I was too taken with the cuckoos to venture very far around the park, but my colleague completed his 10K run and tells me that the northern part of the park has a more wild feel to it.

Birds seen at Olympic Forest Park; 17
Mallard 8, Little Grebe 4, Yellow Bittern 4, Grey Heron 1, Great Egret 1, Striated Heron 1, Black-crowned Night Heron 16, Eurasian Moorhen 4, Eurasian Collared Dove 1, Common Cuckoo 10, Common Swift 25, Eurasian Magpie 15, Barn Swallow 30, Coal Tit 1, Light-vented Bulbul 2, Oriental Reed Warbler 8, Eurasian Tree Sparrow 50.

The Olympic Forest Park is 680 hectares in two blocks separated by a motorway, but joined by an ecological corridor that bridges the road. It opens at 06.00 every morning and closes at 21.00 (please be out by 22.00) in the summer, an hour earlier (please be out by 21.00) in the winter. There is no entrance charge. There were restrooms and refreshment stalls at the entrance close to the metro station. Metro Station is Olympic Forest Park, South Entrance. Metro Fare is 2 Yuan.

Visit the dedicated Oriental page for more posts from Beijing and China.

Wednesday, 23 July 2014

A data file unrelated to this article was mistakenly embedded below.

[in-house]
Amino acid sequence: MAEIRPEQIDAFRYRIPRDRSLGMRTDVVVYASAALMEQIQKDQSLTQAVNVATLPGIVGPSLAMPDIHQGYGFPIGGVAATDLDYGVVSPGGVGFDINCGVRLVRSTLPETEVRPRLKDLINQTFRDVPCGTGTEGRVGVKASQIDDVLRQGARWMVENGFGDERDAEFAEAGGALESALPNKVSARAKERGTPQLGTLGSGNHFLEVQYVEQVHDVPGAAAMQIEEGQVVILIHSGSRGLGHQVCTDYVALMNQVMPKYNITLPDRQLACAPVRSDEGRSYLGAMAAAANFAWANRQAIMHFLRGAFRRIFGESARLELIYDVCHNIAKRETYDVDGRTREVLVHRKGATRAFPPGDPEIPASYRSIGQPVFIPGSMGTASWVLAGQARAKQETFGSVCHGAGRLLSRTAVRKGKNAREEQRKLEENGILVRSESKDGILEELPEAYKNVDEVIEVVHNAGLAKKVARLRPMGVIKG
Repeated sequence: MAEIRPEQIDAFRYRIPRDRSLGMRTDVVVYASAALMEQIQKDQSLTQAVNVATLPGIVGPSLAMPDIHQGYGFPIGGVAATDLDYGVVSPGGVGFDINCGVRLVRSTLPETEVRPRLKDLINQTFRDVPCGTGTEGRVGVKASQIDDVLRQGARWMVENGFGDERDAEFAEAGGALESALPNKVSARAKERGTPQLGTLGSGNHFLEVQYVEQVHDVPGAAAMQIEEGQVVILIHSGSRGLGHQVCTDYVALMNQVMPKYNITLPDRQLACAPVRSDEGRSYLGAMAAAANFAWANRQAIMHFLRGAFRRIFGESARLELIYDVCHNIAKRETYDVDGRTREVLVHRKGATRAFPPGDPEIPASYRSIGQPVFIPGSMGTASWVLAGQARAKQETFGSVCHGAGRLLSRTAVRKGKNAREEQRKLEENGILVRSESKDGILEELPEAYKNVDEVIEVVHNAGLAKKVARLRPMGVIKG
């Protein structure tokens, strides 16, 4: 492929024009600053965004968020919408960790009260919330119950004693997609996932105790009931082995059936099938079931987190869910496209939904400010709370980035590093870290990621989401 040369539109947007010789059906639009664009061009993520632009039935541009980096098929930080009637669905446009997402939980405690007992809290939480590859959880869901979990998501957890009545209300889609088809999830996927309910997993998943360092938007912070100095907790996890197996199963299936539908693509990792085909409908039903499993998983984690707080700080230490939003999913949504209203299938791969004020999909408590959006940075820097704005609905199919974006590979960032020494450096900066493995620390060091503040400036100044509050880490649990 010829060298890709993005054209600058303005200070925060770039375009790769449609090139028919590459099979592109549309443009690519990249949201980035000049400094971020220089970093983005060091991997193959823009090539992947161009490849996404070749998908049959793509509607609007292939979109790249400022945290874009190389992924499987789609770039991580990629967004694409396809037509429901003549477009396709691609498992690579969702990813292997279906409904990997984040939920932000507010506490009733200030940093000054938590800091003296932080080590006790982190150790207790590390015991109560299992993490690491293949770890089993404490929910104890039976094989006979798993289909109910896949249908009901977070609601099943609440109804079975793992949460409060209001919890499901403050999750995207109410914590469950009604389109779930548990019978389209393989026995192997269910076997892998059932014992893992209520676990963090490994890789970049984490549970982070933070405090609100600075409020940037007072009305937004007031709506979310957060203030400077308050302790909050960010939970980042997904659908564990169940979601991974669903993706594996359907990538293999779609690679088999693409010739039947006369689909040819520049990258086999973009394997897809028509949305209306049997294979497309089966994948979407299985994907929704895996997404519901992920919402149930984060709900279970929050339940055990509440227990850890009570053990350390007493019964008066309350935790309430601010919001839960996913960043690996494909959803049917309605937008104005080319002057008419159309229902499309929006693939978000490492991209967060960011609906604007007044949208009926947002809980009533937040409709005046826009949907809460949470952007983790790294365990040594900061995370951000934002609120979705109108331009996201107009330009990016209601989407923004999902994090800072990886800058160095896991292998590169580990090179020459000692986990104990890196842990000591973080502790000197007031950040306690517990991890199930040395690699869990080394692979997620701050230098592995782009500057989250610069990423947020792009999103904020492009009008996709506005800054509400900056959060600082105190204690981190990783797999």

Long Island, New York, July 2014

This blog has slipped so far behind that this entry refers to a time, way back, when England was still in contention for the World Cup in Brazil. It was a Long Island JFK and Corey came to pick me up from the hotel there. We headed out to the beach where a nesting colony of Black Skimmers, Common Terns and Piping Plovers on Nickerson Beach made for easy watching.

The nesting area is on the beach side of the dunes at Point Lookout. eBird is slightly cagey about the exact positioning of the colony, so I will follow suit and be discrete. This begs the question; why am I blogging about it? Redgannet is written to encourage people out into the open by telling them where to go and what they might see when they get there, so being a bit secretive goes against the grain. But look, I have all these pictures and need to offload them somehow.